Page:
In the United States, you have the right to a fair trial. The right to due process. Until such time as you have been convicted of a felony, and shipped off to prison to repay your debt to society, you are a person free under the Constitution of the United States of America. You are allowed all of the rights of a free person until such time that you are convicted and lose those rights and freedoms granted to you by the Constitution of the United States.
It is my opinion that under this Red Flag Law, Smith’s rights as an American were violated. His right to remain free until such a time that he has been proven guilty of a crime were violated. Also his rights to bear arms as a free citizen of the United States of America were violated.
The fact that Smith was charged with attempted murder does not grant the State of Florida the ability to confiscate his firearms, and charge him guilty of a misdemeanor that could result in up to five years in prison.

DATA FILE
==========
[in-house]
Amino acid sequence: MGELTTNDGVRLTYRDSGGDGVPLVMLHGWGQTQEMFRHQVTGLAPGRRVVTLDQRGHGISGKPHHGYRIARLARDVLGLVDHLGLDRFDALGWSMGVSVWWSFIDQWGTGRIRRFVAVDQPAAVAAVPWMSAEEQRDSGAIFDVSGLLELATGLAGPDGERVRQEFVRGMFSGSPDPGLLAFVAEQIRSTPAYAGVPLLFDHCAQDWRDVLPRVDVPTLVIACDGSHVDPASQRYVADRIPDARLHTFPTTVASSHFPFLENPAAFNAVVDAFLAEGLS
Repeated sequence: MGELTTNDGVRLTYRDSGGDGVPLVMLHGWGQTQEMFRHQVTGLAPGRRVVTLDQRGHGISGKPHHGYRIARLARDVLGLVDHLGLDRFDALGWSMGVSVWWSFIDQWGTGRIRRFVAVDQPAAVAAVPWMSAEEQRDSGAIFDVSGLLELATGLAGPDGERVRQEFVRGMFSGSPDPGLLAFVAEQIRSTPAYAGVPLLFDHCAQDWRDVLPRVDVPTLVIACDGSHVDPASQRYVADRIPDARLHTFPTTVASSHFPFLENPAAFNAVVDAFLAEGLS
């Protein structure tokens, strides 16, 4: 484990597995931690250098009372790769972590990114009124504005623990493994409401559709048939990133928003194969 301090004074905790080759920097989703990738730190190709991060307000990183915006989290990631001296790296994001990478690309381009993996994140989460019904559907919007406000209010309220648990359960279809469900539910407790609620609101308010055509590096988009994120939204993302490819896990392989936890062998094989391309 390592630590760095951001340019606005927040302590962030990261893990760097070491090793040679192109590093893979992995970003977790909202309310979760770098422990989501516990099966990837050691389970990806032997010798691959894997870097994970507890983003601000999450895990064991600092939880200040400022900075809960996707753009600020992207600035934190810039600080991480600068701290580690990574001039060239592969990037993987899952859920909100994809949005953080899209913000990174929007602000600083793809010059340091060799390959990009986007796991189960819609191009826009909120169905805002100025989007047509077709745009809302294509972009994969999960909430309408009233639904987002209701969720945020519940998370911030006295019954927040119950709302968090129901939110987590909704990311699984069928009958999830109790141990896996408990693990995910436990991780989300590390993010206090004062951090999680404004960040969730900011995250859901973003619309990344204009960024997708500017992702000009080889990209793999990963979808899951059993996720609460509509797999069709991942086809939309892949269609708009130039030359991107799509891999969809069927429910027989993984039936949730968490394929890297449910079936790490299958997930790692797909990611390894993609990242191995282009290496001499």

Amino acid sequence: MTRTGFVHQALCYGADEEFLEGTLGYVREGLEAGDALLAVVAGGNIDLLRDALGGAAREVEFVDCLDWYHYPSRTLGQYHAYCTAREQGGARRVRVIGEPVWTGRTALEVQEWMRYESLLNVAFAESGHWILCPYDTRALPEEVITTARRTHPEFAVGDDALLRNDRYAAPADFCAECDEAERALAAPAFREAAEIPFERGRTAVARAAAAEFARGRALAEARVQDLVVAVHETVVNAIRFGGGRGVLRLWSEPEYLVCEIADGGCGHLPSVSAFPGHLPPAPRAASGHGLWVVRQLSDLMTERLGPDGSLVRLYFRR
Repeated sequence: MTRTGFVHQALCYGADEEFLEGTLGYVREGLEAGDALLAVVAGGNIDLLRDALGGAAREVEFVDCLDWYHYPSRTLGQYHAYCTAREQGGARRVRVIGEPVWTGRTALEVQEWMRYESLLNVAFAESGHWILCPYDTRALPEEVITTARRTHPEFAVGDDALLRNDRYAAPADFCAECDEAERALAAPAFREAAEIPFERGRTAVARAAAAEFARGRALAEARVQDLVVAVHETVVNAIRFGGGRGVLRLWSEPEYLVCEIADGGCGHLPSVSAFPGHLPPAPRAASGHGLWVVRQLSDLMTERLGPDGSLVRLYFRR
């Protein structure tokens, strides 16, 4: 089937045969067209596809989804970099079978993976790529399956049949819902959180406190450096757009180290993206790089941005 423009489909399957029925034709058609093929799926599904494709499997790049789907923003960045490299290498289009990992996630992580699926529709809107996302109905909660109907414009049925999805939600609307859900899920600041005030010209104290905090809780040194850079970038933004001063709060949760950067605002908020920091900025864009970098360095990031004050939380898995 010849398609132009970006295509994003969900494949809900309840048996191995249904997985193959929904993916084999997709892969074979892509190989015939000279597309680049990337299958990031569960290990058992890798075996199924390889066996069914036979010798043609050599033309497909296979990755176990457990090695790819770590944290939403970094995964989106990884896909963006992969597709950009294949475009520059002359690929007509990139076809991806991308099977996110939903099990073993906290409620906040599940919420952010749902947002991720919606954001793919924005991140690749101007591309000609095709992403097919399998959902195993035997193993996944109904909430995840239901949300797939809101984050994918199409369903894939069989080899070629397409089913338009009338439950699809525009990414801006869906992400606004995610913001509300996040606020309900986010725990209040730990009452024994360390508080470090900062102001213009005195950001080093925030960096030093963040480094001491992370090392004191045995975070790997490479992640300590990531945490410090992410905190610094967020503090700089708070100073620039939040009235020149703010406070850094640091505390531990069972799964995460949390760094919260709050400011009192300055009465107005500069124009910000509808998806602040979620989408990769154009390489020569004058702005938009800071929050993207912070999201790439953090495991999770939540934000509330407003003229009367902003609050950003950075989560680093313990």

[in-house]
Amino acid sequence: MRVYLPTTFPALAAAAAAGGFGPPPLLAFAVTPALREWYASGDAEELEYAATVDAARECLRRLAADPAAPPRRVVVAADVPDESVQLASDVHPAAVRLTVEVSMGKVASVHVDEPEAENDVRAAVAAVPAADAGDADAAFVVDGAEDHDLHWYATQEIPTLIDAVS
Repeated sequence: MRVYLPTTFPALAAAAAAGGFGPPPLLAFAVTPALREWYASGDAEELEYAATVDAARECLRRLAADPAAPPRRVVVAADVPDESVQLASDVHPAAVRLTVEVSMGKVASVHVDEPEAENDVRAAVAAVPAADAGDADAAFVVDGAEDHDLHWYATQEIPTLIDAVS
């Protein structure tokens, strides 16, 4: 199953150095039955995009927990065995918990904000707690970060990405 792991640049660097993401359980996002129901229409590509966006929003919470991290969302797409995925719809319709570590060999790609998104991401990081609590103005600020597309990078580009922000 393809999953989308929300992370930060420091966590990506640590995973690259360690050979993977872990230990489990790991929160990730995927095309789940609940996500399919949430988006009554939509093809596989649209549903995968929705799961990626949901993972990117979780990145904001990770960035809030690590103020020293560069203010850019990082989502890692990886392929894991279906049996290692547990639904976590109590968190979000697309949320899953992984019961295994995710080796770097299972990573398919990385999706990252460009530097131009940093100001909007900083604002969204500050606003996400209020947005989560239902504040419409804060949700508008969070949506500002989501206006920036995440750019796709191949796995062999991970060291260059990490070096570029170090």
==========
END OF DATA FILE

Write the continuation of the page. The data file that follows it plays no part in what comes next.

This Red Flag Law confiscation, and charge, is a direct sacrifice of liberty for security. It is also a violation of Smith’s right to a fair trial.
“Those who would give up essential liberty to purchase a little temporary safety deserve neither liberty nor safety.” –Benjamin Franklin.
We are a nation of people together under common truths. As such, we have the right to agree and disagree with people in public forums. Full30 has chosen to publish this piece to get an opinion out on the red flag confiscation and arrest of an individual in Florida who may or may not be guilty of attempted murder. Until such time that the person in question has been convicted and imprisoned for the crime of attempted murder in the court of law, they are innocent of the crime. Let us know your thoughts in the comments.
The bottom half of this article was an editorial piece written by Josh Brooks, the lead blogger of Full30.com. It is a direct representation of his views and opinions.